Can xenophobia melt away with every bite of warming, hearty Iranian food? The founder of Peace Meal Kitchen hopes so.
The Detroit-based pop-up was created out of a hope to educate Americans about Iran in the most delicious way possible — with a feast of Iranian food.
Peace Meal Kitchen founder Mana Heshmati has lived in multiple U.S. cities and noticed “most people did not know what Iranian culture or food entailed,” she said in an email.
“Iran tends to get grouped together with the Middle Eastern food and culture of the countries surrounding it in the Levant region, but it is actually very distinct and unique.” Read more (2/9/17 3:09 PM)
Some times there are real life superheros and maybe this guy was one? Owner of Little Cesars Pizza dies and was worth billions. As a billionaire he donated to programs of his beloved city of Detroit and to a University to build a new business school and such things. This guy done to the citiy and people more that any politican.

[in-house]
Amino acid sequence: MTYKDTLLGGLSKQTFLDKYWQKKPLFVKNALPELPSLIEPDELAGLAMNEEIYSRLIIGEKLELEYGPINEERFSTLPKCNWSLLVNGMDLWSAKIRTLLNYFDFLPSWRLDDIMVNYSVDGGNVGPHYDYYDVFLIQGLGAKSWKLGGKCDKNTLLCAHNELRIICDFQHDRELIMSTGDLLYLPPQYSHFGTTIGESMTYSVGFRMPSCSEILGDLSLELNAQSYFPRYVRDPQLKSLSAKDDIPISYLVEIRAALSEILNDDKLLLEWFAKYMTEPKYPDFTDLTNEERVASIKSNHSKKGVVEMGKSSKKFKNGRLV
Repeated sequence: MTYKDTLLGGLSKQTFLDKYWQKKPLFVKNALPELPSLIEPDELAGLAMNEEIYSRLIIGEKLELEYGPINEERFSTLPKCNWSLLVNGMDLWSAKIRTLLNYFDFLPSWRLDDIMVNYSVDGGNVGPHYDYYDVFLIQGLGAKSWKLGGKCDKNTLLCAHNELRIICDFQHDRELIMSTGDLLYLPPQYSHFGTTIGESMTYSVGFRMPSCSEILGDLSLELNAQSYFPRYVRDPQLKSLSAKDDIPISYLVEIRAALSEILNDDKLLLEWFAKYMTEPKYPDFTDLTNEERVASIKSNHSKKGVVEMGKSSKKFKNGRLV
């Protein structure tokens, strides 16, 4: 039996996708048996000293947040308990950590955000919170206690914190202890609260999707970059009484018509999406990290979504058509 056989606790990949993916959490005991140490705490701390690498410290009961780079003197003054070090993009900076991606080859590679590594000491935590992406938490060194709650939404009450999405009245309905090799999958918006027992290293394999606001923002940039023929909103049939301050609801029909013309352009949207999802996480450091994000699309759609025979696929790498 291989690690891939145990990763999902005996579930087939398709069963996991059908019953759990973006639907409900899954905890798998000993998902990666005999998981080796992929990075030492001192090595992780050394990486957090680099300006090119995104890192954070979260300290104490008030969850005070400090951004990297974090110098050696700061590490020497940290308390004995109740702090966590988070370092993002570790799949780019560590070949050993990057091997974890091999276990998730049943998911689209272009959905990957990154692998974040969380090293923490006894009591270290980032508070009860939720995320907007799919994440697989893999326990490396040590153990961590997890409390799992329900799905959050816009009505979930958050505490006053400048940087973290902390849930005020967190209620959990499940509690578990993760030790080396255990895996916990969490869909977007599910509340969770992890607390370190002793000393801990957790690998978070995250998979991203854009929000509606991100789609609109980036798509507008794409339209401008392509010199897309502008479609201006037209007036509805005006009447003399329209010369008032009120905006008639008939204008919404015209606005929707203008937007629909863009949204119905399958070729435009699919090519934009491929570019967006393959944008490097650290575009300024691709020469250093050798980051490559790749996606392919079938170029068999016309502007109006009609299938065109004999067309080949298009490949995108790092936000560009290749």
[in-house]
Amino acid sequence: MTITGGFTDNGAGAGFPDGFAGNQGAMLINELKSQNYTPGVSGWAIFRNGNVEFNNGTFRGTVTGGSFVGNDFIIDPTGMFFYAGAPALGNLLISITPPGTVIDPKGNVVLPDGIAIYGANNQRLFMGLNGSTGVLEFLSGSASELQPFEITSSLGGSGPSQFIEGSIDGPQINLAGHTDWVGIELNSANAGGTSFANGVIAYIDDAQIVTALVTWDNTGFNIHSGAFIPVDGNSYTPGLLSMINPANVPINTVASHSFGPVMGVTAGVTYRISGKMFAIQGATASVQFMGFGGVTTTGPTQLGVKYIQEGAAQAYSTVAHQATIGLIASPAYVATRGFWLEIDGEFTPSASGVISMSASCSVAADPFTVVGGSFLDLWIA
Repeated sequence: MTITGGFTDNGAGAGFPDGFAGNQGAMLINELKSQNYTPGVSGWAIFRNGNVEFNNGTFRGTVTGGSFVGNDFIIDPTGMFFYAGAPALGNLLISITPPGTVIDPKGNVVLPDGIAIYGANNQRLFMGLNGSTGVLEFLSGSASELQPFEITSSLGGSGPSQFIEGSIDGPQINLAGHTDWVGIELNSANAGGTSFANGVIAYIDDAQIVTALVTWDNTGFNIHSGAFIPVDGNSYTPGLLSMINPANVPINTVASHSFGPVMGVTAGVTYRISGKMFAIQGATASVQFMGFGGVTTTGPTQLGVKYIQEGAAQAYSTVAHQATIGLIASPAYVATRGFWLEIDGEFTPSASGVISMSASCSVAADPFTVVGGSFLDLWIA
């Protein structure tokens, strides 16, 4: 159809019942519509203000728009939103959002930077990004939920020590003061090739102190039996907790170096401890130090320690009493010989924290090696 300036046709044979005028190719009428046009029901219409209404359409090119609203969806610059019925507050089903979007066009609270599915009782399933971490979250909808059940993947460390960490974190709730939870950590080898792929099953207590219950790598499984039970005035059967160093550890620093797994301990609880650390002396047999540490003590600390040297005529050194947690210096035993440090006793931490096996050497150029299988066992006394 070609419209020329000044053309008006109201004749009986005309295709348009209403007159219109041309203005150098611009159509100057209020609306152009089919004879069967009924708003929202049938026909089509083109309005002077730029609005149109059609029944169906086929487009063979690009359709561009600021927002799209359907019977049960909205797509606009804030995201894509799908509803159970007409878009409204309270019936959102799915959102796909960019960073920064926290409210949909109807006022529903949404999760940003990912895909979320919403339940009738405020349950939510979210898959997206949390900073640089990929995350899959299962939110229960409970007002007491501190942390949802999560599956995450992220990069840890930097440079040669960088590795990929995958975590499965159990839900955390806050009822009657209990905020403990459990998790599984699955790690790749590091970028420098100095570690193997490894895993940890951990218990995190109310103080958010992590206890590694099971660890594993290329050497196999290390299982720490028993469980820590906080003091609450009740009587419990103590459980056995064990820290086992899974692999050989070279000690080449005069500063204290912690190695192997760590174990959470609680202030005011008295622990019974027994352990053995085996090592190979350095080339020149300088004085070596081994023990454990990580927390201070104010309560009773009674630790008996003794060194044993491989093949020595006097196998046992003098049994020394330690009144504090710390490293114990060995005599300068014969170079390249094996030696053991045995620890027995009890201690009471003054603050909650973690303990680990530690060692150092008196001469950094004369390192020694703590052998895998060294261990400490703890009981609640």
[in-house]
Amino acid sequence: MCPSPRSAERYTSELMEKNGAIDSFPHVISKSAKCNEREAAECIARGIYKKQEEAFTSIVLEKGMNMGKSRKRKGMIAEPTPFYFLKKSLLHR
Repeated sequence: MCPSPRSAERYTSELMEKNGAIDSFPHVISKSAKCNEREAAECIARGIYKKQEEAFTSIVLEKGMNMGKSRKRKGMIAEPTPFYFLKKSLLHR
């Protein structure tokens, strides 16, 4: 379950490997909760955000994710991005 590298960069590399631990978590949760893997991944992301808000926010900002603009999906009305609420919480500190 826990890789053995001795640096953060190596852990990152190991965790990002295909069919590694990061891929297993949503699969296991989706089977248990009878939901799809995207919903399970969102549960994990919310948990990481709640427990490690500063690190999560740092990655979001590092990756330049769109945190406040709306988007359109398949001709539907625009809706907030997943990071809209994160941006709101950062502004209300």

Apparently he never spoke about it and it only comes to light after his death. I admit I got a little choked up when I heard this. Oh and side note, he was the son of immigrants.
One hundred seeds: That’s the number Minara Begum needs to plant in her Detroit backyard in order to grow enough vegetables such as squash, taro root and amaranth greens to feed her family for the year.
She learned to cook and garden at a young age in Bangladesh. In the two years since she moved to the U.S., she’s grown traditional South Asian crops to feed her family — and whoever visits — on any given day. For Begum, this is a way of life. But through Bandhu Gardens, in Detroit, Begum and her neighbors are able to leverage their culinary skills into an entrepreneurial venture.
Bandhu Gardens sells surplus vegetables that are grown in the backyards of about six families to a handful of popular area restaurants. Last year they sold 120 pounds of greens, beans and peppers and 25 pounds of squash to restaurant accounts.